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Aramac serves as the centre point for local industries such as sheep and cattle. It is located 66 kilometres north of Barcaldine and the area was first explored by Europeans and settled in the 1850s.

The town was named after Robert Ramsay MacKenzie who, at the time, was the part-lessee of 52 runs, totalling 1,536 square miles. Mackenzie was Queensland’s first treasurer and future premier.

William Landsborough explored the area in 1859 and called a nearby watercourse Aramac Creek. In a letter he explained: ‘The Aramac, as many wrong reasons for the name have been given, I may say here I named, in honour of the late Sir R.R. Mackenzie, ‘Ar-Ar-Mac, who was so well known in Queensland, and who had acted in a very friendly way to me.’

The area was settled in the 1860s and the town, which seems to have had the alternative name of ‘Marathon’ for a short time, acquired the essential services such as Hotel, grocery and drapery. The town was surveyed in 1875 but by that time the wide streets, uncharacteristically wide for such a small settlement, were established and the surveyor simply confirmed the strangely disproportionate design.

In 1909 Aramac Shire Council, still isolated from the surrounding area, borrowed 66,500 pounds and built a tramway connecting the town to the main railway line at Barcaldine. The tramway operated until 1975 and is now on display in the town.

Henry ‘Harry’ Redford commenced his daring cattle duffing feat on a property called Bowen Downs. You can take part in the recreation of this historically significant cattle stealing case by joining the Harry Redford Cattle Drive held through May/June annually.

Activites and Experiences at Aramac

  • Aboriginal and Torres Strait Islander Ancient rock art.
  • Birdwatching Being the only wetlands in the region, Lake Galilee is home to a large waterfowl population that nests on the small islands in the lake when water is plentiful. It is a saltwater lake covering approximately 15,000 hectares, located approximately 100 kilometres north-east of Aramac.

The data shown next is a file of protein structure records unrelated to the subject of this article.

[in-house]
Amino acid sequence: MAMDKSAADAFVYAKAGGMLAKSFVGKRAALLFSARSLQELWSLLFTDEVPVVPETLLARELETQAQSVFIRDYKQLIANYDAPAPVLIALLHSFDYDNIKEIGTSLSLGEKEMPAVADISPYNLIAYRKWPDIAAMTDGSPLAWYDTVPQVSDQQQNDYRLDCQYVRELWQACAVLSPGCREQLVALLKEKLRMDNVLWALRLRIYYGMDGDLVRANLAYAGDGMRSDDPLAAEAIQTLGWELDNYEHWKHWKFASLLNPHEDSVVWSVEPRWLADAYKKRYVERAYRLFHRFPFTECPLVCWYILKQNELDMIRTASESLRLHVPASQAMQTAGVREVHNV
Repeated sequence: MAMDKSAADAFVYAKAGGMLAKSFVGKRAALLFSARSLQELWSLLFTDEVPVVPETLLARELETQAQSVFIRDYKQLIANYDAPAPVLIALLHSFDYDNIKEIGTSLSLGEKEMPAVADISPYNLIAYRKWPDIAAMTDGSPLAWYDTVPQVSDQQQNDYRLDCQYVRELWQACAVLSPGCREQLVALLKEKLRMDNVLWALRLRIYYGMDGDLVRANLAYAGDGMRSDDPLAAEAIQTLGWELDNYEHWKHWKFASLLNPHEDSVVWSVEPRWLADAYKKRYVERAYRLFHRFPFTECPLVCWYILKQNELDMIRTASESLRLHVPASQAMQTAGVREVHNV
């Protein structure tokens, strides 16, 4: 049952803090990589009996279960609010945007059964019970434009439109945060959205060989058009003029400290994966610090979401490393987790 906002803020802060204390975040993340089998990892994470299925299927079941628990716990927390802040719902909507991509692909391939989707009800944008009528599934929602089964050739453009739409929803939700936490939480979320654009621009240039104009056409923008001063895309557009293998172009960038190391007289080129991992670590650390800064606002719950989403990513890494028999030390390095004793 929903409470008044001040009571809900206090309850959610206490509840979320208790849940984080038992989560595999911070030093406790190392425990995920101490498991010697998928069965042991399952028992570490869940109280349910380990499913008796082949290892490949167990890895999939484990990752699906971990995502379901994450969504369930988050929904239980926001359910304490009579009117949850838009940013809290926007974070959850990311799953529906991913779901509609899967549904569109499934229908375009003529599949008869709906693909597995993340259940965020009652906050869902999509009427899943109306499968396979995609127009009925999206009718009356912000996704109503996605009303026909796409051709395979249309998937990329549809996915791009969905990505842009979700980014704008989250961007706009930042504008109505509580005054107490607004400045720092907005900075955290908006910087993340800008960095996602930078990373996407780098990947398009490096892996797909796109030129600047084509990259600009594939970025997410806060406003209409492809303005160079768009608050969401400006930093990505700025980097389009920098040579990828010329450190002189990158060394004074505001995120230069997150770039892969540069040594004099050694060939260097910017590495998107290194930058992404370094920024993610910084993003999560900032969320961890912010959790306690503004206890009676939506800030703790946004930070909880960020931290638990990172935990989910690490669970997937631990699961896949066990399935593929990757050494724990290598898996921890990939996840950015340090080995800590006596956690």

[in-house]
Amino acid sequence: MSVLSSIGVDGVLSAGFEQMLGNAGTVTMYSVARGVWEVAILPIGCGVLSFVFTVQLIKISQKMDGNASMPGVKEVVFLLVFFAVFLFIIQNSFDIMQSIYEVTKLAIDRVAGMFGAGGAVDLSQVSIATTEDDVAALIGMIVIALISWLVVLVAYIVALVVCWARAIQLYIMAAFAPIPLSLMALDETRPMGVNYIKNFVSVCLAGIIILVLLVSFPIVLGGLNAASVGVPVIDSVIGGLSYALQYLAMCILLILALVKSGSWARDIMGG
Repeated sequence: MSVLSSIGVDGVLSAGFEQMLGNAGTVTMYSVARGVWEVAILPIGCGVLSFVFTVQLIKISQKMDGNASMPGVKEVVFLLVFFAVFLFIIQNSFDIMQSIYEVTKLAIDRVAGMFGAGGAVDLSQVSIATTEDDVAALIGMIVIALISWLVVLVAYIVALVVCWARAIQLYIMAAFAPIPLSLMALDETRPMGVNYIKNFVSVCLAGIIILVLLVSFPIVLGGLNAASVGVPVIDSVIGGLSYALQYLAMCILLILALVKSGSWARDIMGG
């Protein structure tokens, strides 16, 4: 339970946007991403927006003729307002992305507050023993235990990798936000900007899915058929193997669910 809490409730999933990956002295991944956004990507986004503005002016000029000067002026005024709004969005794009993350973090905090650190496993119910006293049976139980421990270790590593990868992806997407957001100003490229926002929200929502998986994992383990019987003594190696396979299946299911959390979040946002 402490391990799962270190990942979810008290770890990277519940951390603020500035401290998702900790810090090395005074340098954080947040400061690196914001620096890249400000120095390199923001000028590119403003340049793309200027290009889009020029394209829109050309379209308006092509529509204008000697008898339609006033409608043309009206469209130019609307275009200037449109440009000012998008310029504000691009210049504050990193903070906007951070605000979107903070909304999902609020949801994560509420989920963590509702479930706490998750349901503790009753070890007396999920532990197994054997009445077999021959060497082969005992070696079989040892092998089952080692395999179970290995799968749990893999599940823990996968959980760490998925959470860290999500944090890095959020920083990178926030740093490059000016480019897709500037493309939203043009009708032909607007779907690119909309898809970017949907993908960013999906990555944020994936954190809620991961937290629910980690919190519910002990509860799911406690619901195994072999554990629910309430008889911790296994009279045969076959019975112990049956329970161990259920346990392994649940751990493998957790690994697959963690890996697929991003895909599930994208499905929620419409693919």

• Bushwalking
  • Camping
  • Photography
  • Walking
  • Accommodation
  • Banking Facilities Commonwealth Bank at the Post Office.
  • Electronic Funds Transfer at Point Of Sale
  • Fuel
  • Hospital
  • National Park
  • Police
  • Restaurant
  • Supermarket Most essentials available in town.
  • Takeaway Food
  • Visitor Centres Aramac Post Office and Tourist Information Centre, Gordon Street.
  • Places of Worship
  • Aboriginal and Torres Strait Islander
  • Adventure
  • Aussie Lifestyle
  • Caravan and Camping
  • Fishing Seasonal fishing for Yellowbelly available at waterholes throughout the area.
  • Historic/Heritage There are historical inscriptions on a boulder known locally as the Gray Rock.
  • National Park Forest Den National Park is a small park of about 6,000 hectares located north east of Longreach. Torrens Creek runs through Forest Den and creates a habitat for many of the animals and vegetation within the park. Forest Den is located approximately 110 kilometres north of Aramac. It can be accessed via the Torrens Creek Road. All access roads are unsealed and therefore a four wheel drive vehicle is recommended.
  • Outback
  • Rail The Aramac Tramway Museum’s display of rolling stock is located in a large shed on the southern side of town. It is open for inspection from 0900 to 1600 each day and, should it be locked, a key is obtainable from the Shire Council Offices.
  • Water based Lake Dunn, located 68 kilometres north of Aramac, is a freshwater lake three kilometres long and 1,600 metres wide and when full is perfect for swimming, waterskiing, windsurfing, sailing and picnicking.
  • RTN, QH and National Distributors (TQ)

Nearest Airport: Barcaldine

Accommodation In Aramac

Discover some of the accommodation in and around Aramac

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